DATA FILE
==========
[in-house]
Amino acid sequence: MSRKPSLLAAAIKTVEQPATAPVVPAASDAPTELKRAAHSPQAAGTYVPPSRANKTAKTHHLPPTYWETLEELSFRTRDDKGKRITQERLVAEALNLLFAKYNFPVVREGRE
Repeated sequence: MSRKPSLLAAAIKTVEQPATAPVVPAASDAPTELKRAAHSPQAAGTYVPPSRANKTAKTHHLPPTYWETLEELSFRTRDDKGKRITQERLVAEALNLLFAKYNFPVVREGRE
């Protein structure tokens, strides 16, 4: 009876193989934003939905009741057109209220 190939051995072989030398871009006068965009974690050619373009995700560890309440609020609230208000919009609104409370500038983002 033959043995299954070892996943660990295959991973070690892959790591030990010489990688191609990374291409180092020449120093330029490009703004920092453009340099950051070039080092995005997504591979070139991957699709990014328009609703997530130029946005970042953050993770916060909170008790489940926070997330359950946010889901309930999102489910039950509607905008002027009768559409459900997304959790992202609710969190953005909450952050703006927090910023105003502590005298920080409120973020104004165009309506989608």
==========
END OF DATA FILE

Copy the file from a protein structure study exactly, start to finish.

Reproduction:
[in-house]
Amino acid sequence: MSRKPSLLAAAIKTVEQPATAPVVPAASDAPTELKRAAHSPQAAGTYVPPSRANKTAKTHHLPPTYWETLEELSFRTRDDKGKRITQERLVAEALNLLFAKYNFPVVREGRE
Repeated sequence: MSRKPSLLAAAIKTVEQPATAPVVPAASDAPTELKRAAHSPQAAGTYVPPSRANKTAKTHHLPPTYWETLEELSFRTRDDKGKRITQERLVAEALNLLFAKYNFPVVREGRE
């Protein structure tokens, strides 16, 4: 009876193989934003939905009741057109209220 190939051995072989030398871009006068965009974690050619373009995700560890309440609020609230208000919009609104409370500038983002 033959043995299954070892996943660990295959991973070690892959790591030990010489990688191609990374291409180092020449120093330029490009703004920092453009340099950051070039080092995005997504591979070139991957699709990014328009609703997530130029946005970042953050993770916060909170008790489940926070997330359950946010889901309930999102489910039950509607905008002027009768559409459900997304959790992202609710969190953005909450952050703006927090910023105003502590005298920080409120973020104004165009309506989608």